The extension – which is aptly titled House on the Great Wall – has contemporary living spaces set amongst aged stone walls.
It was previously an unassuming building that has been used to store fruit trees for the local village for over the past 50 years. The unit was directly overlooked by another property, whose owner tasked MDDM Studio with connecting the two buildings to form larger living quarters.
The architecture studio preserved the storage unit’s walls that are inlaid with rough chunks of stone, while adding windows to give the building ample access to natural light and views of the hilly terrain.
With this in mind, the studio carved out a short tunnel to connect to the two buildings, then created a new roof for the extension.
Its comprises of two thick concrete slabs that have been set at different heights, leaving a small gap where extra daylight can seep through. It will also provide additional ventilation in the warm summer months.
“The different heights of the roofs are also responding to in the terraced degradation of the plot [of land],” explained the studio.
Each slab has also been designed to sit slightly short of the building’s original structural frame to form a pair of outdoor courtyards on either end of the extension.
One of the building’s stone walls has been removed and traded for an expansive glazed panel that opens up views of the outdoors.
Directly behind sits an open-plan living and dining area, which has been dressed with neutral-toned furnishings and a funnel-shaped wood burner that distends from the ceiling. The kitchen simply comprises of a jet-black breakfast island with an in-built stove and sink.
Although a majority of the extension’s walls have been completed in white plaster, a touch of warmth is provided by a timber-clad partition, which backs onto the home’s garage.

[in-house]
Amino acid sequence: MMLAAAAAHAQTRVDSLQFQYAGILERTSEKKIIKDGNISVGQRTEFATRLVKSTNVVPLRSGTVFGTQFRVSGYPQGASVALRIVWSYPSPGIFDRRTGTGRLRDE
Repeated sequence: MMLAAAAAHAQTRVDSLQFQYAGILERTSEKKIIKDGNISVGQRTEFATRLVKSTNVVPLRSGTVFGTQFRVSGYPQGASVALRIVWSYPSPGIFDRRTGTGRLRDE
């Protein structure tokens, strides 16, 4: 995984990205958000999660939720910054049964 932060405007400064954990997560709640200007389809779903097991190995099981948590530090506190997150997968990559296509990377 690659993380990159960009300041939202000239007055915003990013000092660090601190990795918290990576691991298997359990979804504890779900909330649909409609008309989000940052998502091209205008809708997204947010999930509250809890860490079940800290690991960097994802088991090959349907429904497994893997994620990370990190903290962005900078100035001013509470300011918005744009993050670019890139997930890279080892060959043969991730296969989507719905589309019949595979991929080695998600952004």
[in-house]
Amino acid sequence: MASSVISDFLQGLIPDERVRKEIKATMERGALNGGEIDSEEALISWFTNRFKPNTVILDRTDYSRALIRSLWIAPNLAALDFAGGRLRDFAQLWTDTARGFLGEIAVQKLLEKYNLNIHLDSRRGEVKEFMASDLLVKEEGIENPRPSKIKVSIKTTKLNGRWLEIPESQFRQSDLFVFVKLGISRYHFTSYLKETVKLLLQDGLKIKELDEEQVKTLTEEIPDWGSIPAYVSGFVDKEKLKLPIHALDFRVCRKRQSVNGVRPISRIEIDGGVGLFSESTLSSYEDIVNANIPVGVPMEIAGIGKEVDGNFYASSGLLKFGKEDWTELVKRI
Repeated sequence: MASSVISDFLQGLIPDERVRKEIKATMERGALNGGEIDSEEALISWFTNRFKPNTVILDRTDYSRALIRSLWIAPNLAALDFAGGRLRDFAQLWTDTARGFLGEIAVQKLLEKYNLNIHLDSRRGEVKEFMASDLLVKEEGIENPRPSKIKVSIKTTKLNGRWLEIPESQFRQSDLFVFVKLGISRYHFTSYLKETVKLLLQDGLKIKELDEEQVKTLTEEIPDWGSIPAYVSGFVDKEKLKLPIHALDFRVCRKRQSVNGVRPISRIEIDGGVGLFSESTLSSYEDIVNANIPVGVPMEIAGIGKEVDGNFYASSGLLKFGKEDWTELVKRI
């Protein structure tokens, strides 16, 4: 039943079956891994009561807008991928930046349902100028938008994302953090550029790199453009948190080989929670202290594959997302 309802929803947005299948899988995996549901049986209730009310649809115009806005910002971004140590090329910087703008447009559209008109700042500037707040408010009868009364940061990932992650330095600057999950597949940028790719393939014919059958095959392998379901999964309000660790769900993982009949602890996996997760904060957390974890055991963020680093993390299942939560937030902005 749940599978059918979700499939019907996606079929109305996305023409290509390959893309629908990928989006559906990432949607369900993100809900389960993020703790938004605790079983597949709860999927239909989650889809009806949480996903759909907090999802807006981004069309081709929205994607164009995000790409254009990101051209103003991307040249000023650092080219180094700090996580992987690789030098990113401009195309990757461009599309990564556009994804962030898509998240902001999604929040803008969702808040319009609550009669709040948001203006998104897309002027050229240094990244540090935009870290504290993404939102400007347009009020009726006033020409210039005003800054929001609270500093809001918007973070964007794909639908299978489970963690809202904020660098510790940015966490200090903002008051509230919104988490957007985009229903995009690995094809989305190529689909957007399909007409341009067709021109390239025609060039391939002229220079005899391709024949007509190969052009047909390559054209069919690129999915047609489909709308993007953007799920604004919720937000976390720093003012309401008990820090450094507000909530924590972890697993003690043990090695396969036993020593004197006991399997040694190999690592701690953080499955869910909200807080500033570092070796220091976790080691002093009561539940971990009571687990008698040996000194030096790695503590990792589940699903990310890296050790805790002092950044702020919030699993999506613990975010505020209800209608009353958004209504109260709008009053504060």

“The main focus was on the warm beige colour of the existing stone wall. Therefore the new intervention uses monochrome surfaces of white, grey and black as primary colours,” Momo Andrea Destro, co-founder of the studio, told Dezeen.
Three short steps lead up to a walkway leading to the sleeping quarters. Each bedroom has been finished in a similarly pale colour scheme and has its own ensuite.
The windows in each room have also been inserted just below the ceiling line, detracting views away from the landscape – the studio hope’s this will instead inspire a “contemplative feeling” amongst inhabitants.
Headed up by architects Destro and Margret Domko, MDDM Studio has previously created a white-painted office with primary colour furnishings and a pizzeria with grey terrazzo surfaces.
It isn’t the only studio to be working near the Great Wall of China – earlier this year Open Architecture unveiled plans to build a concert hall near the historic site, which will be shaped to look like a “strange and prehistoric boulder”.
Photography is by Jonathan Leijonhufvud.
Design: MDDM Studio
Team: Margret Domko, Momo Andrea Destro, Amirlin Sunderiya
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